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that could cost the global economy as much as 21 trillion us dollars by 2050. at climate demonstrations in many parts of the world, there's a growing sense of frustration at the slow pace of progress. the message seems to have gotten through to katowice, with global negotiators starting work a day early. they're trying to agree on the technical rules that will apply to all countries when the paris agreement comes into force in 2020. however, major parts of this rule book are still in dispute. campaigners are also suspicious that the polish government wants to use the conference to cement the place of coal well into the future. but despite these significant challenges, negotiators here believe a successful outcome is possible. matt mcgrath, bbc news, katowice. the french president, emmanuel macron, will meet his
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prime minister and other senior officials today to discuss the violent protests that took place in paris. at least 110 people were injured, and more than 270 were arrested when anti—government protestors burned cars, vandalised buildings and clashed with riot police. bill hayton reports. parisiens are used to demonstrations, but this violence was of an intensity rarely seen in the french capital. smoke from torched cars mixed with water cannon and tear gas deployed by riot police. one protester was left in a critical condition as these metal gates were ripped down. demonstrators also scrawled anti—macron graffiti on structures, including the arc de triomphe. at the g20 in argentina, the french president condemned the violence, much of which, the authorities believe, was caused by extremists from both the left and right.
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translation: what happened today in paris has nothing to do with the peaceful expression of a legitimate anger. no cause justifies that authorities attacked, authorities are attacked, that businesses are plundered, that passers—by orjournalists are threatened or that the arc de triomphe is defiled. what began two weeks ago was a peaceful protest by the so—called yellow vest movement against rising fuel taxes but has now evolved into a far broader show of anti—government anger. later on his return to france, emmanuel macron will convene an urgent meeting with his prime minister and other senior officials to address the situation. but on the ground in paris, the clean—up has already begun. time for many to survey the damage and try to understand how a peaceful march could turn into such a dark day of destruction for the city of light.
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bill hayton, bbc news. the russian president, vladimir putin, has said that there will be no discussions with kiev about freeing the ukrainian sailors captured by moscow. ukraine says they were captured in international waters, while moscow alleges it took place in waters it controls. mr putin alleged the ukraine was " not interested" in a peaceful resolution. the headlines on bbc news: more pressure on theresa may's brexit deal as labourjoins forces with other parties to try to force the government to publish its legal advice. at the g20 summit, the united states and china agree to stop additional tariffs and prevent a further escalation of their trade war. schools should not be expected to act as substitute parents and tackle obesity and toilet training, says the head of ofsted. the defence secretary, gavin williamson, has called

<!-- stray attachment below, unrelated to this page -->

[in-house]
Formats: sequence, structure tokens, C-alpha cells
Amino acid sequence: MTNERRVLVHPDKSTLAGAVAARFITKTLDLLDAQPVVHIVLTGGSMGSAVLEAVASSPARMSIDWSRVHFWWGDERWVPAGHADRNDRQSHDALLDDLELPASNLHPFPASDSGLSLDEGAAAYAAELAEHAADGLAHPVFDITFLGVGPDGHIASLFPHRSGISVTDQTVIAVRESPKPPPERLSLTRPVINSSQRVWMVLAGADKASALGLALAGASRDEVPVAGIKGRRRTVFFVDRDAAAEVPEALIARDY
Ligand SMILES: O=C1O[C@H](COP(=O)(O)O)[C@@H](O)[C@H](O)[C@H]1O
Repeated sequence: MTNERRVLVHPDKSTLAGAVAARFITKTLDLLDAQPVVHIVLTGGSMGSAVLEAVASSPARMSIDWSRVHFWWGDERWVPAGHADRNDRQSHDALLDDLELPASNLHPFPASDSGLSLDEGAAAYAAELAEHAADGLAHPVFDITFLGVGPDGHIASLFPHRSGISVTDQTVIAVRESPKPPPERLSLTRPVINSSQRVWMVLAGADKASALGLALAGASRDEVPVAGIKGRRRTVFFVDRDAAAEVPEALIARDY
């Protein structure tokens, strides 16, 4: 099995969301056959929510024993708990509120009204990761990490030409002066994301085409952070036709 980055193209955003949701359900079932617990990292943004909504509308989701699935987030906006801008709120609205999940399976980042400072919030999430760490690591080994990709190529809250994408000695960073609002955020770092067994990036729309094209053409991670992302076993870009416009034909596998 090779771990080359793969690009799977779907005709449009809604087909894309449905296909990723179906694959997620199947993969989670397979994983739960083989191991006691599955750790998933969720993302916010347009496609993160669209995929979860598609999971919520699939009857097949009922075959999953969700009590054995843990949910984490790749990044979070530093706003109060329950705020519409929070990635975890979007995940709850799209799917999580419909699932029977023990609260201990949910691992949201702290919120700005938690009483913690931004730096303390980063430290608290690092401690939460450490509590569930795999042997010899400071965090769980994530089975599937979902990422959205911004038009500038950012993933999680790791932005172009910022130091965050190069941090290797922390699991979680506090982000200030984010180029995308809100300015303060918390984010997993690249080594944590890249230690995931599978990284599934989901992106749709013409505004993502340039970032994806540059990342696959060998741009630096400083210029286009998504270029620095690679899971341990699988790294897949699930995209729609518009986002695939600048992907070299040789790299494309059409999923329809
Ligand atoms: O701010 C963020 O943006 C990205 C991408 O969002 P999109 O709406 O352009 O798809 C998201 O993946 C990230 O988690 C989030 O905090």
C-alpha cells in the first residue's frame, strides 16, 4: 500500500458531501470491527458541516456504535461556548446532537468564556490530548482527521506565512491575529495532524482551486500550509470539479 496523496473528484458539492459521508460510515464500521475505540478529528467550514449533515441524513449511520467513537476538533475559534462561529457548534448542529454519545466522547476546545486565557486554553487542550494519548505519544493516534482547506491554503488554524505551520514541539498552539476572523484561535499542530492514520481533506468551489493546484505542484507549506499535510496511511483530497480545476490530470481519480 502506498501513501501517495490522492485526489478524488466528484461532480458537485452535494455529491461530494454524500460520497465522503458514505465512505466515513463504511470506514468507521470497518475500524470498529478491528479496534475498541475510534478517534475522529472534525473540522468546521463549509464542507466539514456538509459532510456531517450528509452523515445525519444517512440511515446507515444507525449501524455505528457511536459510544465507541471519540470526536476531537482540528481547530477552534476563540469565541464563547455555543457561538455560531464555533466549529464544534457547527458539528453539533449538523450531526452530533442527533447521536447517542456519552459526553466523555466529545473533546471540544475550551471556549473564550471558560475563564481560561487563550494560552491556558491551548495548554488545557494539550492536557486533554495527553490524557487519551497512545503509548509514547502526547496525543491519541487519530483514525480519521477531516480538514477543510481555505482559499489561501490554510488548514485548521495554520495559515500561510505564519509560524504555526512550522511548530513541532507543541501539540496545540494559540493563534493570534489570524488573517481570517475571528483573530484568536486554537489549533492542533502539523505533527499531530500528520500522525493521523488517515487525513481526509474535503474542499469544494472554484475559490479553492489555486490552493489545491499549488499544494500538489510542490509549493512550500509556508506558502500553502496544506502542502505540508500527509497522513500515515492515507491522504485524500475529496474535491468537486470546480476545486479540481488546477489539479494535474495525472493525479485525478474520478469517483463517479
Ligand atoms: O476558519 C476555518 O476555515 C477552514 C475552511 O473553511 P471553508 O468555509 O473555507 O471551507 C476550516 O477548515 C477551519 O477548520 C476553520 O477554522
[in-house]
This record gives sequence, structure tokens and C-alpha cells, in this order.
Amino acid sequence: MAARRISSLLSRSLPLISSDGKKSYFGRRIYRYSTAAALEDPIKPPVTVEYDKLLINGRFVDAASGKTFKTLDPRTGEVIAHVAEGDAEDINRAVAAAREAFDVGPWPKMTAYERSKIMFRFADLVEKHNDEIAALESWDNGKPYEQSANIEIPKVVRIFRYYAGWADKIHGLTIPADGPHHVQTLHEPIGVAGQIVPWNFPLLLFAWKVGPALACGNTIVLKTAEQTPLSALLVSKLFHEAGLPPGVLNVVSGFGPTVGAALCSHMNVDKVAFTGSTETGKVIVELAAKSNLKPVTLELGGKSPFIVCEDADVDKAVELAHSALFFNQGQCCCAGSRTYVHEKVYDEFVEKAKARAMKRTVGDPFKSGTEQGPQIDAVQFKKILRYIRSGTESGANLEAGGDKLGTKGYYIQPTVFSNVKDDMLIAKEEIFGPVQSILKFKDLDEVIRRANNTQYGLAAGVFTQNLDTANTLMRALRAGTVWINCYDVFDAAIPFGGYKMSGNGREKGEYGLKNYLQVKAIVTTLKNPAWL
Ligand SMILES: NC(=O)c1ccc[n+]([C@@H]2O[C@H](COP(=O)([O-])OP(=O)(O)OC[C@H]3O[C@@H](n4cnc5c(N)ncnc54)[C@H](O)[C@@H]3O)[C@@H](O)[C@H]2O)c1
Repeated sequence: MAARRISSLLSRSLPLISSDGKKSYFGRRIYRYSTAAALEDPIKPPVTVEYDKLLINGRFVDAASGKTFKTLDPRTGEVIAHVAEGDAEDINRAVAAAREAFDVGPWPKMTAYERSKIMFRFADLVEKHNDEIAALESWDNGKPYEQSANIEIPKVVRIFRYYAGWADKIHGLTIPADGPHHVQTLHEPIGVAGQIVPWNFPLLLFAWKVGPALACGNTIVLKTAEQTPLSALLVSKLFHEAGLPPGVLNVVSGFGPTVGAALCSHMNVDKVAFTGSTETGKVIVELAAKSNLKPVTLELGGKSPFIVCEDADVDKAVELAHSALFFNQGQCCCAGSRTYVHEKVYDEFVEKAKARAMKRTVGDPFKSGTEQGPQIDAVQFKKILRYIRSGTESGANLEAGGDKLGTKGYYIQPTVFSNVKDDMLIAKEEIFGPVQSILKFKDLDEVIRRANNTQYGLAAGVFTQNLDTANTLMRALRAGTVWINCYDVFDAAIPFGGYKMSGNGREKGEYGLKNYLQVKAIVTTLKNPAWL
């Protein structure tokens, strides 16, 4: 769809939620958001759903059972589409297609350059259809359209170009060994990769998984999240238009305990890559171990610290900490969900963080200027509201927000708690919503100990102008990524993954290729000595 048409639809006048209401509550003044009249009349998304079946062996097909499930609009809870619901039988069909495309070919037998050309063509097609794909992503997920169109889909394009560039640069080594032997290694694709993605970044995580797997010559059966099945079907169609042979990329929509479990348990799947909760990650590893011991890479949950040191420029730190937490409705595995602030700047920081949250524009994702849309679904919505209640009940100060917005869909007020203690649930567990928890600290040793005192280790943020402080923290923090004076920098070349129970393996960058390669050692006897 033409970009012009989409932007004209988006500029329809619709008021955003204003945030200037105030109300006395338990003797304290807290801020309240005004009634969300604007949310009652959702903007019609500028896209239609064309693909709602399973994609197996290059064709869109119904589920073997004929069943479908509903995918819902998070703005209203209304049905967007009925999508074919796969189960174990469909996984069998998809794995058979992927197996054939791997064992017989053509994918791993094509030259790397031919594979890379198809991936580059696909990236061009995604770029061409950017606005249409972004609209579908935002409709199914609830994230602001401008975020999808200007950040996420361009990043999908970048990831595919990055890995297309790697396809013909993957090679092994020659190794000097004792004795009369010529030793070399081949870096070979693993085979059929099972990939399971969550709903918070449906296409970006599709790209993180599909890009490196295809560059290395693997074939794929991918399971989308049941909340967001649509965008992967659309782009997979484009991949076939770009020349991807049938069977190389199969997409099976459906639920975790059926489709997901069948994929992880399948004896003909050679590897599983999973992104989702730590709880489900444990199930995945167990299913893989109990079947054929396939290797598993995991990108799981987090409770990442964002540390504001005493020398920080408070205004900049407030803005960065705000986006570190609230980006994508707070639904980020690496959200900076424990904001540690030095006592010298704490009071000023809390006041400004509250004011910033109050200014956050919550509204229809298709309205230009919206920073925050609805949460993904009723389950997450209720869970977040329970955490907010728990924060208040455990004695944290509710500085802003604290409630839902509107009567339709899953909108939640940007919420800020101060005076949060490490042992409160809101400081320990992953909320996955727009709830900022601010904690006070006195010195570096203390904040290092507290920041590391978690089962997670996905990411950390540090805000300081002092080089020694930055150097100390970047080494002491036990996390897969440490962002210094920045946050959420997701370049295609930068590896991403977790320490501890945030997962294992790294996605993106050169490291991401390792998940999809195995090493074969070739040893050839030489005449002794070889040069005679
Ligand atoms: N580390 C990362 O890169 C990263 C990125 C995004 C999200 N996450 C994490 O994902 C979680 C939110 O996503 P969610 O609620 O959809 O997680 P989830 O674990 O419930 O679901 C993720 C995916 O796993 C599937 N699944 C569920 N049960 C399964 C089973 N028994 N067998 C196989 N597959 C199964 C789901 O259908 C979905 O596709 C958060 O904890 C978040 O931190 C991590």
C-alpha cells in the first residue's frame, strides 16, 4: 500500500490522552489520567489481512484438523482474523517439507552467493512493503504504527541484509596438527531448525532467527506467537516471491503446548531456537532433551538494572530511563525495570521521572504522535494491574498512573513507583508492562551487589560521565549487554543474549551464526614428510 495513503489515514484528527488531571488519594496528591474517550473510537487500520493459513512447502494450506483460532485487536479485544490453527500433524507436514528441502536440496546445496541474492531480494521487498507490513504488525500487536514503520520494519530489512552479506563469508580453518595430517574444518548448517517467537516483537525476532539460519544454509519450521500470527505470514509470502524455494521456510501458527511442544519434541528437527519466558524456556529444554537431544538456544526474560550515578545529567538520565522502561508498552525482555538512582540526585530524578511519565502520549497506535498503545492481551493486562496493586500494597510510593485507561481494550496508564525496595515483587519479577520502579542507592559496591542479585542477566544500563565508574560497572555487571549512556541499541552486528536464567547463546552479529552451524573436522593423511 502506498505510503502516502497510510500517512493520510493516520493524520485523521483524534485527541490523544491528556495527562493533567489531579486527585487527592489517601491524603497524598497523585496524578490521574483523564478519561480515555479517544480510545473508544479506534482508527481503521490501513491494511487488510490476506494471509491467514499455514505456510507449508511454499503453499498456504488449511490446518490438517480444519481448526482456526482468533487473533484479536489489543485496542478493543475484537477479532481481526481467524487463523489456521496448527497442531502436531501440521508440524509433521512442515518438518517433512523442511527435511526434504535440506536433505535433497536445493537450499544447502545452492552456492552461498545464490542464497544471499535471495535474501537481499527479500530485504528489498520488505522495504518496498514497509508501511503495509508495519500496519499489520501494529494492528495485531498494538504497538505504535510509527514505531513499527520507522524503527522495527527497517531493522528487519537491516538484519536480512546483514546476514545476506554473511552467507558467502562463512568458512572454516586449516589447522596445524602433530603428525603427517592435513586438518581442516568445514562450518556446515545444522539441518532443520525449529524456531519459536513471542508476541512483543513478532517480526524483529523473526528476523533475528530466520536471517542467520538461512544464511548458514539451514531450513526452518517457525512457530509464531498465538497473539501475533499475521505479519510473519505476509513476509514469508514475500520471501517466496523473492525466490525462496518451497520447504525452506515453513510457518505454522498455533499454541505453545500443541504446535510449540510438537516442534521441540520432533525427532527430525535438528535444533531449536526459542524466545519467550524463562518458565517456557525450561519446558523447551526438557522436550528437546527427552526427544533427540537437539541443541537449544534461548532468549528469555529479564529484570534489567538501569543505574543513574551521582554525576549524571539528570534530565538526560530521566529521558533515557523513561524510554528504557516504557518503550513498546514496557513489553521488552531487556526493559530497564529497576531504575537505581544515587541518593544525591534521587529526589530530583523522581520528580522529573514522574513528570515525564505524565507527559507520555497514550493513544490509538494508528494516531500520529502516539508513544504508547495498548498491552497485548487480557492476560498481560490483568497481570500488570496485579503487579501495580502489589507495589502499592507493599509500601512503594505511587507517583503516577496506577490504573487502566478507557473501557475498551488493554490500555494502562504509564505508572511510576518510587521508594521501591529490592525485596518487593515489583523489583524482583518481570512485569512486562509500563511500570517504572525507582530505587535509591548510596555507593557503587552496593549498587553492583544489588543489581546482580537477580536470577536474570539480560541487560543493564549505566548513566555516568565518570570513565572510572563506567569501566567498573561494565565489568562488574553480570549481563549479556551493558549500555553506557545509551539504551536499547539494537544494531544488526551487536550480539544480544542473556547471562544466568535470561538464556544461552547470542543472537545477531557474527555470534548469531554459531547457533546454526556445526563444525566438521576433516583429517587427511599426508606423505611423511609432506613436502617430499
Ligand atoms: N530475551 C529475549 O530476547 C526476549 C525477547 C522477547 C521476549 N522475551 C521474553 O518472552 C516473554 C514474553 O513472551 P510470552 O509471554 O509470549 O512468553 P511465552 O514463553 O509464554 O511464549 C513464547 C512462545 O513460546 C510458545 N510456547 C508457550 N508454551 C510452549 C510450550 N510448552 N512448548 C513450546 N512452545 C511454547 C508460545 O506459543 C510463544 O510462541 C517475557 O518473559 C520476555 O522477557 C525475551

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on the public to report suspicious activity near military sites after a russian tv crew prompted an alert at an army base. the mail on sunday reported that mr williamson issued the warning after a reporter from channel one was seen outside the berkshire base of 77 brigade. the unit works in social media and psychological operations. theresa may has backed the metropolitan police over their controversial new tactics for stopping moped—riding criminals. scotland yard released dramatic footage last week showing police vehicles knocking suspects off their scooters. the prime minister said that a "robust" response was needed to what she described as a growing problem of people using the vehicles to commit crimes such as bag and phone—snatching. three astronauts will blast off to the international space station
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on monday, two months after the dramatic failure of a soyuz spacecraft sent the previous crew hurtling back to earth in an emergency capsule. russia suspended all manned flights after the accident, the first of its kind in over 30 years and a blow to moscow's pride in its space programme. but the soyuz is still the only way for astronauts to reach the space station, which makes space an increasingly rare example of us—russian co—operation. our moscow correspondent sarah rainsford reports. and there is liftoff of the soyuz... this was as routine as it gets in space travel. launch number 137 of the soyuz spacecraft, carrying a russian and an american to the international space station. but moments after blastoff, things went badly wrong. these pictures were released after an investigation by russia's space agency found a problem with the rocket booster system. but it's been hailing
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the soyuz emergency systems, which catapulted the crew back to earth. now a new team are running through their preparations for the launch. this was their final exam, proving they can handle all procedures and any emergency. despite the drama last time, nasa's astronaut says she's ready for her maiden flight. it makes us very focused on what we need to do. i think it's made the whole team refocus on the importance of every detail. we're very confident in this vehicle after the incident. russia's space agency boss was confident, too, at this event marking 20 years of the iss. dmitry rogozin outlined bold ambitions in space as he and nasa stressed warm relations despite the cool political climate. i don't see any problem, mr rogozin told me. there is trust. i spoke to president putin about this, and he's glad it's working. the soyuz is currently the only way up to the